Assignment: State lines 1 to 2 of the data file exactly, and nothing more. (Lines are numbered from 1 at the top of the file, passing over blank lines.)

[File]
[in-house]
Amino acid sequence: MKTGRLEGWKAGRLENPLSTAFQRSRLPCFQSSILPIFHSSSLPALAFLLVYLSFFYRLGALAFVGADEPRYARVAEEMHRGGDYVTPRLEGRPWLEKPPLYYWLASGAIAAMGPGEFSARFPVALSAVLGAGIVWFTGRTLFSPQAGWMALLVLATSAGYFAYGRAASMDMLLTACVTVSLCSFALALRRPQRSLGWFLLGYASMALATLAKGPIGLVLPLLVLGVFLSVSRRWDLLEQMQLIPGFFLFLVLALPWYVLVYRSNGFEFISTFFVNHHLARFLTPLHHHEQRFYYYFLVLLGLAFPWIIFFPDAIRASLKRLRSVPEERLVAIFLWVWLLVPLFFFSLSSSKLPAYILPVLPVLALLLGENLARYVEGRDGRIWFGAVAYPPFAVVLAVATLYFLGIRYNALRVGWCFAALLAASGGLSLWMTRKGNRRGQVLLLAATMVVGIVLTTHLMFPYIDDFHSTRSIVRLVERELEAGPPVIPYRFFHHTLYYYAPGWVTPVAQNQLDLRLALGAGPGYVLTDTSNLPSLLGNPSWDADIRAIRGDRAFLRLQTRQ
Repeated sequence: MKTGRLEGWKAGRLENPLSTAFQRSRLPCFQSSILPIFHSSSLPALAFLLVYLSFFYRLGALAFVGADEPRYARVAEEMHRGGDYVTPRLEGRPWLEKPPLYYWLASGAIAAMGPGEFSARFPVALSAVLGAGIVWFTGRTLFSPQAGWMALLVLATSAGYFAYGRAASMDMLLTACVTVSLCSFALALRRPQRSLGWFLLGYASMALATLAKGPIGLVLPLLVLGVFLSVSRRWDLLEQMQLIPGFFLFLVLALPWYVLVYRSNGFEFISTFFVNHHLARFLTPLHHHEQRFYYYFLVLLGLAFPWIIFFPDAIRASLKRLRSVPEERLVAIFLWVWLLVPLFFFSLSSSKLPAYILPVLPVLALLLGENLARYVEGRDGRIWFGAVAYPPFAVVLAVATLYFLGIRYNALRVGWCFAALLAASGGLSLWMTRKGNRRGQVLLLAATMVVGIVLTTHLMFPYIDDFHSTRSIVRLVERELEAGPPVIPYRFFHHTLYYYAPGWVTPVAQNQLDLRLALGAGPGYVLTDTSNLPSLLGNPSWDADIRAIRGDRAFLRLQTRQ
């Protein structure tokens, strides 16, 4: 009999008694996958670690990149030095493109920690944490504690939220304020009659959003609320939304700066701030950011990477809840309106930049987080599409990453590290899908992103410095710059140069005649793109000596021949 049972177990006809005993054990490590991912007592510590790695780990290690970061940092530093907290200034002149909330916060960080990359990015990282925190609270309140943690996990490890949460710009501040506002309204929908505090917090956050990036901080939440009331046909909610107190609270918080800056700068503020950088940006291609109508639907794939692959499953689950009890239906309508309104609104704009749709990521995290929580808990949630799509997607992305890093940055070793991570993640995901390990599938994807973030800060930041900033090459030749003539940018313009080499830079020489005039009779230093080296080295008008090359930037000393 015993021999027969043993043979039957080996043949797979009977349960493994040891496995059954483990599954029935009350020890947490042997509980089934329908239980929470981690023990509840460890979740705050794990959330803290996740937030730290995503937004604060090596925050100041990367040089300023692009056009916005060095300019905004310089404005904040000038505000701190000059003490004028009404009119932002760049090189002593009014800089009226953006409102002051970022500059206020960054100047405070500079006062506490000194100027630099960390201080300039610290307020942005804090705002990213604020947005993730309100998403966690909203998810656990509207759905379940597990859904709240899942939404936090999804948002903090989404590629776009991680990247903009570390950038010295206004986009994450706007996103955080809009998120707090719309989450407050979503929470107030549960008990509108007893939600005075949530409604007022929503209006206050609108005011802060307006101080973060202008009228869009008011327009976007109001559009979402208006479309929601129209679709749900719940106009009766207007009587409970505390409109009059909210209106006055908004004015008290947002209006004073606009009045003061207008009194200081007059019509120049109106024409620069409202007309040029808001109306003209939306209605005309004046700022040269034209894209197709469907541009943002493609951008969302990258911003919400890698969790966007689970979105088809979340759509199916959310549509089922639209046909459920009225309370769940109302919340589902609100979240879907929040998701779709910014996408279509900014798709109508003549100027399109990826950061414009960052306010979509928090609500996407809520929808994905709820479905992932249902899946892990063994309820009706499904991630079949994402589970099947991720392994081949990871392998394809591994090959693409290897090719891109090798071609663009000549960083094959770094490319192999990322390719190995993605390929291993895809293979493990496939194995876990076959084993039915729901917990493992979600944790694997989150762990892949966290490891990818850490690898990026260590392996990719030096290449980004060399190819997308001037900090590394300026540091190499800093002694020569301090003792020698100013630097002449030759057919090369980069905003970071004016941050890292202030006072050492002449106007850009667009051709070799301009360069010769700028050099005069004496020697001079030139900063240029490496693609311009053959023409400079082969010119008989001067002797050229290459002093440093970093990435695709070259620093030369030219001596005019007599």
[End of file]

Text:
[in-house]
Amino acid sequence: MKTGRLEGWKAGRLENPLSTAFQRSRLPCFQSSILPIFHSSSLPALAFLLVYLSFFYRLGALAFVGADEPRYARVAEEMHRGGDYVTPRLEGRPWLEKPPLYYWLASGAIAAMGPGEFSARFPVALSAVLGAGIVWFTGRTLFSPQAGWMALLVLATSAGYFAYGRAASMDMLLTACVTVSLCSFALALRRPQRSLGWFLLGYASMALATLAKGPIGLVLPLLVLGVFLSVSRRWDLLEQMQLIPGFFLFLVLALPWYVLVYRSNGFEFISTFFVNHHLARFLTPLHHHEQRFYYYFLVLLGLAFPWIIFFPDAIRASLKRLRSVPEERLVAIFLWVWLLVPLFFFSLSSSKLPAYILPVLPVLALLLGENLARYVEGRDGRIWFGAVAYPPFAVVLAVATLYFLGIRYNALRVGWCFAALLAASGGLSLWMTRKGNRRGQVLLLAATMVVGIVLTTHLMFPYIDDFHSTRSIVRLVERELEAGPPVIPYRFFHHTLYYYAPGWVTPVAQNQLDLRLALGAGPGYVLTDTSNLPSLLGNPSWDADIRAIRGDRAFLRLQTRQ